While there are numerous benefits to trading futures over equities or ETF’s, one of the key drivers moving many traders into futures trading is tax efficiency.
Due to the IRS classifications on markets such as futures under Section 1256, capital gains and losses are calculated at 60% long-term and 40% short-term.
This means a futures trader can take 60% of their profit at the more favorable long-term tax rate even if the contract was held for less than a year. This is unlike equities or ETFs where you are taxed 100% at your normal income bracket.
Learn more about the tax advantages of futures trading in this 3-minute video!
Long-Term Capital Gains
The long-term capital gains tax rate is 0%, 15% or 20% depending on your taxable income and filing status. For most individual traders, 15% will be the rate used. This means that 60% of their income from futures trading will be taxed at 15% rather than their typical tax bracket rate.
If a futures trader is in a 30% income tax bracket and reports a $10,000 profit on trades for the year, $6,000 of that profit would be taxed at 15%, while only $4,000 would be taxed at their regular tax rate.
$10,000 profit x 60% long-term capital gains rate = $6,000
$10,000 profit x 40% short-term capital gains rate = $4,000
$6,000 x 15% tax rate = $900
$4,000 x 30% tax rate = $1,200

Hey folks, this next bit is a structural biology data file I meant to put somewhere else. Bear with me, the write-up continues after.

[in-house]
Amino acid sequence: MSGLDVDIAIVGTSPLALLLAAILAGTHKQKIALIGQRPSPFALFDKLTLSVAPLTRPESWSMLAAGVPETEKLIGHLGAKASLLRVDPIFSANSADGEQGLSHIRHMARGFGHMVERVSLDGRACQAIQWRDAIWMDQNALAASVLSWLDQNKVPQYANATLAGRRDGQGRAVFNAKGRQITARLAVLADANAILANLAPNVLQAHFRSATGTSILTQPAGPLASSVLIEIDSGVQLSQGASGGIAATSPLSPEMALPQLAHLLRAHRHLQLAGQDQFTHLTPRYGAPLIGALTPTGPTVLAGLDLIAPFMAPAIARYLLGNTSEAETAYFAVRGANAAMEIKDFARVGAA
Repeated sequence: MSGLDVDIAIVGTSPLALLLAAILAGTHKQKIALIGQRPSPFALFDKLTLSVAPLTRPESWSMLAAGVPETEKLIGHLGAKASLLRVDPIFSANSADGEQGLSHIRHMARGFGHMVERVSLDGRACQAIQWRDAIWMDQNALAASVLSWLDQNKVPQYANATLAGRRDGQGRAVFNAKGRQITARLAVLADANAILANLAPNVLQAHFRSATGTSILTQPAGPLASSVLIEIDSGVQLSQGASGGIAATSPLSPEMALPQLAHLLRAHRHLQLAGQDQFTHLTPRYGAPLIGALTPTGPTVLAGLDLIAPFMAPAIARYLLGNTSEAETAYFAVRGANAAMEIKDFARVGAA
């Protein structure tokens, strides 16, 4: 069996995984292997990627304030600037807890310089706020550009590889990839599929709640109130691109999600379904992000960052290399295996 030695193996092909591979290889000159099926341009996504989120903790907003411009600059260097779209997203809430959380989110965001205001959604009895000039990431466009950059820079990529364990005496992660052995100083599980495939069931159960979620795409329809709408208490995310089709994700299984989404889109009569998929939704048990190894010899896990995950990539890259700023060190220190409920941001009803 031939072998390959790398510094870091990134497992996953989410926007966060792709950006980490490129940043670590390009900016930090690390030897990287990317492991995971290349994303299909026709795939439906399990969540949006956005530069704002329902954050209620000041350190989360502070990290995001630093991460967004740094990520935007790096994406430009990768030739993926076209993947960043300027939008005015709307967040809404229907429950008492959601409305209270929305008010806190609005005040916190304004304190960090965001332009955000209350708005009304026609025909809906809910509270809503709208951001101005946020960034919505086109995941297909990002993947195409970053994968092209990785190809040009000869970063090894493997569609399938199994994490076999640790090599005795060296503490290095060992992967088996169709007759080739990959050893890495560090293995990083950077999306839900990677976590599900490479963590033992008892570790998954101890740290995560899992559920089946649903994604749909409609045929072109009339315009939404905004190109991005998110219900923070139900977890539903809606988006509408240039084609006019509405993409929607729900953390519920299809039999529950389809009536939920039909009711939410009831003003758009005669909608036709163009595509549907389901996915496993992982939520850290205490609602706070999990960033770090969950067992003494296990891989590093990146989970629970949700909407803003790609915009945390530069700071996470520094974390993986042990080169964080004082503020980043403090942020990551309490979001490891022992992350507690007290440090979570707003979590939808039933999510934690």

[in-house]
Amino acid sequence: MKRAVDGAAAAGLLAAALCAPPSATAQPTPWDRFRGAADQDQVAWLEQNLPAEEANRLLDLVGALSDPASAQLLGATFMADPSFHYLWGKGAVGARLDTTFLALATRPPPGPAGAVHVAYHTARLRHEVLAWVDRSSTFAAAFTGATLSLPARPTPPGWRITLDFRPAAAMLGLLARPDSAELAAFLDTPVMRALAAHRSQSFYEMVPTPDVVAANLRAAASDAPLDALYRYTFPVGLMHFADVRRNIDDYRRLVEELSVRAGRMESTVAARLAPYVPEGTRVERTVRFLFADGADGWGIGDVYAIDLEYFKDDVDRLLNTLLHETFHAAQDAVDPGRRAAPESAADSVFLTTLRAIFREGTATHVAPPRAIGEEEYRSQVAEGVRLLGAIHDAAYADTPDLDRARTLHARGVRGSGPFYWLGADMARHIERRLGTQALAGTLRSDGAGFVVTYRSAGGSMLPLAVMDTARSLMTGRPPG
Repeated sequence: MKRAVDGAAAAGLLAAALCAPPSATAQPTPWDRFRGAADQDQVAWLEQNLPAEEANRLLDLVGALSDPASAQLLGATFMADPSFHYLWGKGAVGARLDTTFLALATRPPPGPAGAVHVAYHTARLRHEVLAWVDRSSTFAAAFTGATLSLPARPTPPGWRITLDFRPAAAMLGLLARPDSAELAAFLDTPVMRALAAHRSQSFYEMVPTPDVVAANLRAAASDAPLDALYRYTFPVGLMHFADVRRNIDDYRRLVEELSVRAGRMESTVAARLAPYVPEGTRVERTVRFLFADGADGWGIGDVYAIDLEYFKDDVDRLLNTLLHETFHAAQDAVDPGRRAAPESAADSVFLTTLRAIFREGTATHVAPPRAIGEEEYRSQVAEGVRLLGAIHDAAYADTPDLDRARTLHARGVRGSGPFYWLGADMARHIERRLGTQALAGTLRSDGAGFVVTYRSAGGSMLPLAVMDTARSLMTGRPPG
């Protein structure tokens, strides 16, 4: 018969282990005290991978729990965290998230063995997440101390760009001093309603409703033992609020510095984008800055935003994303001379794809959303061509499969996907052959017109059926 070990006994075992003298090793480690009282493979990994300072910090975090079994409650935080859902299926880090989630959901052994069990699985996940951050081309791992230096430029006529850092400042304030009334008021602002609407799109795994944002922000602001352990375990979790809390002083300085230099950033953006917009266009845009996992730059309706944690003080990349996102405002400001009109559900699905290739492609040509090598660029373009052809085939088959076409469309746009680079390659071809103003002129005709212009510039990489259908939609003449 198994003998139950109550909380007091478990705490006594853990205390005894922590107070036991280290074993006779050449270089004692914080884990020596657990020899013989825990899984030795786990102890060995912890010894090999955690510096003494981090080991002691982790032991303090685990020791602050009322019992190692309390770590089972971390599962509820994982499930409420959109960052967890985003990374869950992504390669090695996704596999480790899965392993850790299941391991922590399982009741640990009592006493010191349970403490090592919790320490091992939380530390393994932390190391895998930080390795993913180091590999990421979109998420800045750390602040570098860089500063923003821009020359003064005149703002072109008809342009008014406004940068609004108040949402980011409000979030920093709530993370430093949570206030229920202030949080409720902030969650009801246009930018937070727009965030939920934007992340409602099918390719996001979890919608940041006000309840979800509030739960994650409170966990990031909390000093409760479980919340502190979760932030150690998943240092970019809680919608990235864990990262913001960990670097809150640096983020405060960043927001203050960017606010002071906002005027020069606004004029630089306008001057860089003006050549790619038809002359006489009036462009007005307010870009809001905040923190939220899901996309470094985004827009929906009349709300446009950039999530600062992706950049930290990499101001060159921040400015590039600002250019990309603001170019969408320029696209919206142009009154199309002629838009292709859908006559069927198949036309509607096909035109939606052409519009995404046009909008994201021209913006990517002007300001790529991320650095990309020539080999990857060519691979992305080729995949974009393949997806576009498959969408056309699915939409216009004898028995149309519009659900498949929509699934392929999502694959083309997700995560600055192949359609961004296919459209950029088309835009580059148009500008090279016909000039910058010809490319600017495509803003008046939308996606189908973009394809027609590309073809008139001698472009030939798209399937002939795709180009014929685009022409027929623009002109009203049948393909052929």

$900 + $1,200 = $2,100 total taxes on profit
To understand this benefit when compared to equities trading, if a trader reported the same profit of $10,000 from equities trading in a year and was in the same tax bracket as the futures trader above, 100% of that profit would be reported as short-term capital gains and be taxed the full income tax amount.
$10,000 x 30% = $3,000 Total taxes on profit
In this example, the futures trader benefiting from IRS Section 1256 experienced a 9% tax efficiency over their equities trader counterpart, resulting in a $900 net difference in their total tax burden from trading in the year.
You can easily see the tax benefit of trading futures just by looking at these hypothetical examples. While entirely hypothetical, if the trader above was in a higher income tax bracket than 30% used in this example, the 60/40 tax rule would result in even more favorable tax efficiency.
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